Photo by Kathy Tran

Woo S. Lee greets customers at Ku Sushi like he has for the last 10 years.

 The restaurant, which is tucked into the first floor of the Preston Forest Village Shopping Center, is a neighborhood favorite. 

“When people come in, they ask for Woo,” says Chang Choi, who owns Ku Sushi with his brother and uncle. “He gets caught up all of the time because people want to talk to him. They really are friends with him.”

Choi and family have owned the restaurant for the last five years. The primary chef is Limwoo Lee. Like Woo, the food is comfortingly familiar. The restaurant is known for its rice-less rolls. 

The Ku special boat serves three, costs $109.95 and includes miso soup, seaweed salad and tuna, salmon and yellowtail sushi and sashimi, and more. Bestsellers include the $16.95 love roll (salmon, crab meat and avocado wrapped with soy paper and tuna topped with ponzu sauce), the $15.25 valentine roll (salmon, avocado and mango wrapped with crab meat and topped with spicy sweet sauce) and the $16.95 Kristy roll (tuna, salmon, yellowtail, crab meat and asparagus wrapped with cucumber and topped with apple ponzu sauce). 

Try the $15.25 Preston roll (salmon, crab meat and cream cheese wrapped with soybean paper and deep fried with ponzu sauce).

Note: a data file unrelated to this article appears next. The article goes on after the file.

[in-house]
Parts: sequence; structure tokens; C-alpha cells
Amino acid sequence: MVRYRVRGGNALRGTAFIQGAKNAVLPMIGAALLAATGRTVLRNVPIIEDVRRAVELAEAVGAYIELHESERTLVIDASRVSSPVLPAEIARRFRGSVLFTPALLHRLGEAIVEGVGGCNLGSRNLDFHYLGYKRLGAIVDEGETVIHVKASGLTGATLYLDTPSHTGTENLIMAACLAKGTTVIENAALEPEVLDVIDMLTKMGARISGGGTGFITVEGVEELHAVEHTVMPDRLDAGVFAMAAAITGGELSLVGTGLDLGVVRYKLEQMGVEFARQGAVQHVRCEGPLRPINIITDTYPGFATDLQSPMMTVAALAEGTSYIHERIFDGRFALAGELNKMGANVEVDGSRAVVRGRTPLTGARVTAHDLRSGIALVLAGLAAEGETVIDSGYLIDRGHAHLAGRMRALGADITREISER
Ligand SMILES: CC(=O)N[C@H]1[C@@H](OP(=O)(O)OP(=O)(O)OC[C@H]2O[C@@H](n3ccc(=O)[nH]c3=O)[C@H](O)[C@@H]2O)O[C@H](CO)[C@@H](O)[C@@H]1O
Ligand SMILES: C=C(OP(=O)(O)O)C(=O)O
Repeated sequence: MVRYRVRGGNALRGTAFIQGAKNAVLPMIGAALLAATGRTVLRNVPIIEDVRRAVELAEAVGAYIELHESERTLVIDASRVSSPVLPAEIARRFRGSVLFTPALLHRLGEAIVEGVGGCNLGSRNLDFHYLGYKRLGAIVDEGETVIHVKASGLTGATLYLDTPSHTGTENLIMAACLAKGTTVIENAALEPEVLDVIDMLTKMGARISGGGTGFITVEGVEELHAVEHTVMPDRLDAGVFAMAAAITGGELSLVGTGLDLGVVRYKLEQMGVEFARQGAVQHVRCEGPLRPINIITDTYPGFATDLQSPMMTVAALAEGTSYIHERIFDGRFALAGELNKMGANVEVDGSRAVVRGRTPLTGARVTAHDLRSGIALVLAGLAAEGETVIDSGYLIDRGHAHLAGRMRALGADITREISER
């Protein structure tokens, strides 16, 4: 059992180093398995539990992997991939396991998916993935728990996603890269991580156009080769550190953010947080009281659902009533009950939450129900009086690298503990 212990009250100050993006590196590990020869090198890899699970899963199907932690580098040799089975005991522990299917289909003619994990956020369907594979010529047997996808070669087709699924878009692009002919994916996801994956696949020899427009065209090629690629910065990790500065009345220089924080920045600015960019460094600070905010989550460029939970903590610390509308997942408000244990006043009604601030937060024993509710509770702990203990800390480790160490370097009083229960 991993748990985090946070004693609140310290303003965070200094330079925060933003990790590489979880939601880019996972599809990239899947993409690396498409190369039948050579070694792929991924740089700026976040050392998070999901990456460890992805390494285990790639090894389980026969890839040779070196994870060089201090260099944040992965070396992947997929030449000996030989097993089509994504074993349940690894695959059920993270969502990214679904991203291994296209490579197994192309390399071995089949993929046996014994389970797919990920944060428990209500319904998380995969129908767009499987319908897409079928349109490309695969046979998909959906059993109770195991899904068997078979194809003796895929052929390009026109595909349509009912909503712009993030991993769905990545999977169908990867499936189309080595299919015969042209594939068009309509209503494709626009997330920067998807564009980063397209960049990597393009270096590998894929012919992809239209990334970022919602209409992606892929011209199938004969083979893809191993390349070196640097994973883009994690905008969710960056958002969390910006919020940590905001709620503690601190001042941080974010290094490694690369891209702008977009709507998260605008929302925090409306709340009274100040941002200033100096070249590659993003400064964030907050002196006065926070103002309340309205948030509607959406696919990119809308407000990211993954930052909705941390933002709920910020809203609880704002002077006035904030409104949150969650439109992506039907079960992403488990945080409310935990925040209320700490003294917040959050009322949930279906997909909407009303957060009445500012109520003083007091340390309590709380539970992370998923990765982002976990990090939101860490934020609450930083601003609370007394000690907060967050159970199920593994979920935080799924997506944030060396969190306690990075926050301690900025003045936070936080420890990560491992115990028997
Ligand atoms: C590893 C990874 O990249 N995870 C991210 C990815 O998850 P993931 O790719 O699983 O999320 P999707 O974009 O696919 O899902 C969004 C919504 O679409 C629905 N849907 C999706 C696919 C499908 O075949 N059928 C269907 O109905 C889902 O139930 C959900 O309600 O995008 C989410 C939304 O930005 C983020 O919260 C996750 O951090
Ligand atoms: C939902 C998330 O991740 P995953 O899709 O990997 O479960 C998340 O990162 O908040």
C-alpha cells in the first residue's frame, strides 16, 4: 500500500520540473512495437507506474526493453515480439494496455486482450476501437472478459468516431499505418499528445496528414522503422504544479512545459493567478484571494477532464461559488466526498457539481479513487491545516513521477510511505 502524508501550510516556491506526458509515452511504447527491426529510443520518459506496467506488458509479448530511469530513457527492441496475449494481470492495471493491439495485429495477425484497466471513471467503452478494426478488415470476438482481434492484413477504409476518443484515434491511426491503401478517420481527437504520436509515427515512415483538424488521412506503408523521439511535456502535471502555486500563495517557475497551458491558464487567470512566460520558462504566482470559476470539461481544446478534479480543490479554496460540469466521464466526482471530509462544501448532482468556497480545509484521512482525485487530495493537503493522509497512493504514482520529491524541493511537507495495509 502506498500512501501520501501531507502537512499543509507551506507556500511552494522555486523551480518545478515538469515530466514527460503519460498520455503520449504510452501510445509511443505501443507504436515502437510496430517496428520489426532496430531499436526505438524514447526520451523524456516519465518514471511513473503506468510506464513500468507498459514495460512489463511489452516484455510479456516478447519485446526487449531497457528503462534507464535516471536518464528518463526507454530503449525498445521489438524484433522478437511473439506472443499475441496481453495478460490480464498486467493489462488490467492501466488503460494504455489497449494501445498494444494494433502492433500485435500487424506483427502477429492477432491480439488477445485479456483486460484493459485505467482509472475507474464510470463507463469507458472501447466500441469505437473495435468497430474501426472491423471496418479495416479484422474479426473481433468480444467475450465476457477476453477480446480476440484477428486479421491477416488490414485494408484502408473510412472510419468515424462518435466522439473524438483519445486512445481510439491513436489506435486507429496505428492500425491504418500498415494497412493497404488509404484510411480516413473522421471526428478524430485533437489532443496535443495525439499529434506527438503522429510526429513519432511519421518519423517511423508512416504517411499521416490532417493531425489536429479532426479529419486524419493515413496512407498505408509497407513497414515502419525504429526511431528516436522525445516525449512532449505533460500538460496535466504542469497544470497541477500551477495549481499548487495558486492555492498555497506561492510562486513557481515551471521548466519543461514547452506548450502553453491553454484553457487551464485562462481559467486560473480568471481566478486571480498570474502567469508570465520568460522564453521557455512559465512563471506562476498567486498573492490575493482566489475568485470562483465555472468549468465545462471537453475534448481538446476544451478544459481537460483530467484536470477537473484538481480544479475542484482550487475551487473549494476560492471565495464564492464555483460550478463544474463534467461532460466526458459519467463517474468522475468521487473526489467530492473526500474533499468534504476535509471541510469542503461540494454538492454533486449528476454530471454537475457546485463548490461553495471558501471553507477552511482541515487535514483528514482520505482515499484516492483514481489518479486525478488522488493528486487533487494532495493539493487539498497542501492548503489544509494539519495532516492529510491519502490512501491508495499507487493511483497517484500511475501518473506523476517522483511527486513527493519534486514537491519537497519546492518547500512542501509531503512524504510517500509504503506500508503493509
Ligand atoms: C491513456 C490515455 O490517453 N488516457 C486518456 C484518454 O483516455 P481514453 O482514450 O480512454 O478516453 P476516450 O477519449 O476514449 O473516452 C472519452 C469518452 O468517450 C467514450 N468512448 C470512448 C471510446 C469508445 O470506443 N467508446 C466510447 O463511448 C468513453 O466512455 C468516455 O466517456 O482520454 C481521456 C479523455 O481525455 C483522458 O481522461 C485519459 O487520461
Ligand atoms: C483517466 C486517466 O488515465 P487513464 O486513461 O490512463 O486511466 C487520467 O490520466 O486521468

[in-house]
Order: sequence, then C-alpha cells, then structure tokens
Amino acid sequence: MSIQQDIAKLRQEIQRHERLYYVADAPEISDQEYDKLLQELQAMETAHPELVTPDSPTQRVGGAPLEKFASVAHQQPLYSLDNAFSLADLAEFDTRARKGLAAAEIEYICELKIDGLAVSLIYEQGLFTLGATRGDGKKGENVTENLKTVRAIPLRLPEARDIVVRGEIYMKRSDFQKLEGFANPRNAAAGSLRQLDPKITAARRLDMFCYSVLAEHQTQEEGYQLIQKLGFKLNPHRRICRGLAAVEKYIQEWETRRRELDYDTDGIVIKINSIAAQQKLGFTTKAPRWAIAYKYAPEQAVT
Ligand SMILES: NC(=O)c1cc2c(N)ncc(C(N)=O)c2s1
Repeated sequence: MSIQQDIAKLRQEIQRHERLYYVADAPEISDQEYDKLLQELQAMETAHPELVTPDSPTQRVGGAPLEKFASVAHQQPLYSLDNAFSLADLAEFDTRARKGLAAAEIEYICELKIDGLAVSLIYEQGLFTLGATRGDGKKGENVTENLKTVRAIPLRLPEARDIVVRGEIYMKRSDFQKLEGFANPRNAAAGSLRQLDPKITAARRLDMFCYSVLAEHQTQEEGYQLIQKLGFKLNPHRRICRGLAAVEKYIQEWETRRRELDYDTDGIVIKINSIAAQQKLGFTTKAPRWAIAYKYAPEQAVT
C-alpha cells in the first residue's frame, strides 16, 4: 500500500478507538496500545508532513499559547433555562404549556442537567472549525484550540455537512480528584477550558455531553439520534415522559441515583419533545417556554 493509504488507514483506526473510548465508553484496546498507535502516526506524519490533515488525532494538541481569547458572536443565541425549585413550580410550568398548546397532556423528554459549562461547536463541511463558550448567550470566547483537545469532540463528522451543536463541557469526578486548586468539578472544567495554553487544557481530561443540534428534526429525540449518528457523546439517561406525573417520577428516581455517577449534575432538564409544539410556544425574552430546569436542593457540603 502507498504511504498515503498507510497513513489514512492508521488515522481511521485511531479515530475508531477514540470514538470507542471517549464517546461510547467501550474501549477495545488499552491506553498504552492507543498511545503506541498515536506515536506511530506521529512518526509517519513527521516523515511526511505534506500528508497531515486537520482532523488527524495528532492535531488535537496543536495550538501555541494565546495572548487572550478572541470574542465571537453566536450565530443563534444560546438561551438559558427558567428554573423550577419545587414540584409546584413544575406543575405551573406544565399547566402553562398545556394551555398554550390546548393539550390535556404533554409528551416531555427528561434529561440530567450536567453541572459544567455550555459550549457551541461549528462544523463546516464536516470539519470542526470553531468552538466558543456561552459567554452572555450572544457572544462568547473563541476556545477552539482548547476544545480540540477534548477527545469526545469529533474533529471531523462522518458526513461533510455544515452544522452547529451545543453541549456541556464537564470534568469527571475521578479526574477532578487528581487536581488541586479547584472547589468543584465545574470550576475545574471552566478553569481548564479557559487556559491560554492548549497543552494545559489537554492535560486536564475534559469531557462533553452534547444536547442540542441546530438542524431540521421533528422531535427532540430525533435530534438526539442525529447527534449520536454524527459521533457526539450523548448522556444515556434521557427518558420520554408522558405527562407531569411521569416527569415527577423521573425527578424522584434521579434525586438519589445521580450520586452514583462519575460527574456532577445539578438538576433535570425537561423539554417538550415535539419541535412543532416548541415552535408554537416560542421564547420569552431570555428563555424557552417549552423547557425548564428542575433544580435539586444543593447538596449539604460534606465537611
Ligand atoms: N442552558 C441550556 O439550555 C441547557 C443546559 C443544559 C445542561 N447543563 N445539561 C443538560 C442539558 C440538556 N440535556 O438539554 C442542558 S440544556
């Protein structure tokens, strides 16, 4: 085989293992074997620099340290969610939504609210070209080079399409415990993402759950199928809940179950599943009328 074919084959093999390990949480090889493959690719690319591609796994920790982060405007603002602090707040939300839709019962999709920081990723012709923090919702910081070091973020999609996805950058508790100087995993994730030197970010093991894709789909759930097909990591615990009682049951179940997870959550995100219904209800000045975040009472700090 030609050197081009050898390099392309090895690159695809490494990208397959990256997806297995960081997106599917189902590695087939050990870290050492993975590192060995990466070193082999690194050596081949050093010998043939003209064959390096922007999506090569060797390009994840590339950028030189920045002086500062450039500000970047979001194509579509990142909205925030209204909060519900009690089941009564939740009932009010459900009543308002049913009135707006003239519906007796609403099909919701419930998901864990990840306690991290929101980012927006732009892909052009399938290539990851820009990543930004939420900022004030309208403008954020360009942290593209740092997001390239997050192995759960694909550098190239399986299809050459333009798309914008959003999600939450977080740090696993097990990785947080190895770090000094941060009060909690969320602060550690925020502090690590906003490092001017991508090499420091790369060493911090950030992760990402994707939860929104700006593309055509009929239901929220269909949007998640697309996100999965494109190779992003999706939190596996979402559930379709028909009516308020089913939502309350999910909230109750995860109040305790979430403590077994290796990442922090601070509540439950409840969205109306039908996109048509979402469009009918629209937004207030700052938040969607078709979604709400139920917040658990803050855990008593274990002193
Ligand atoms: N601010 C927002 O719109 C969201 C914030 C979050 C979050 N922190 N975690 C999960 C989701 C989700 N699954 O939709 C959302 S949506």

Families have grown up coming to Ku Sushi. Parents enjoy the wine selection, which rivals that of nearby wine bars, and kids who started with fried rice and California rolls quickly became teenagers who ask for the chef’s specials. 

The restaurant also serves sake, cocktails and a selection of Japanese beers.

Choi says fresh fish arrives Mondays and Thursdays. Monday, Tuesday and Thursday evenings are less crowded. Reservations are recommended on weekend nights.

Those who work nearby know this insider tip for lunch: Get the bento box or roll combo to go. “It’s pretty quick for sushi,” Choi says. 

“Woo seems shy, but he is sincere,” Choi says. “People who know us, know him. We know everyone who comes here.” 

Next time you see Woo, try saying “Arigato gozaimasu” (pronounced ah-REE-gah-toh goh-zai-mahss) -— which means thank you very much.


Sushi means vinegar in Japanese. It refers to the vinegar used to season the rice.

Photo by Kathy Tran

More places to get your sushi fix

Blue Sushi Sake Grill
Known for sushi, craft cocktails
and vivid decor.
7859 Walnut Hill Lane, suite 180

Rock & Roll Sushi
Classics served with rock music.
6109 Berkshire Lane

Sushi Star
Japanese and Korean specials.
5956 Royal Lane

Sushi at The Mercury
Dishes with sake and spirits in a Japanese setting.
11909 Preston Road, suite 1418

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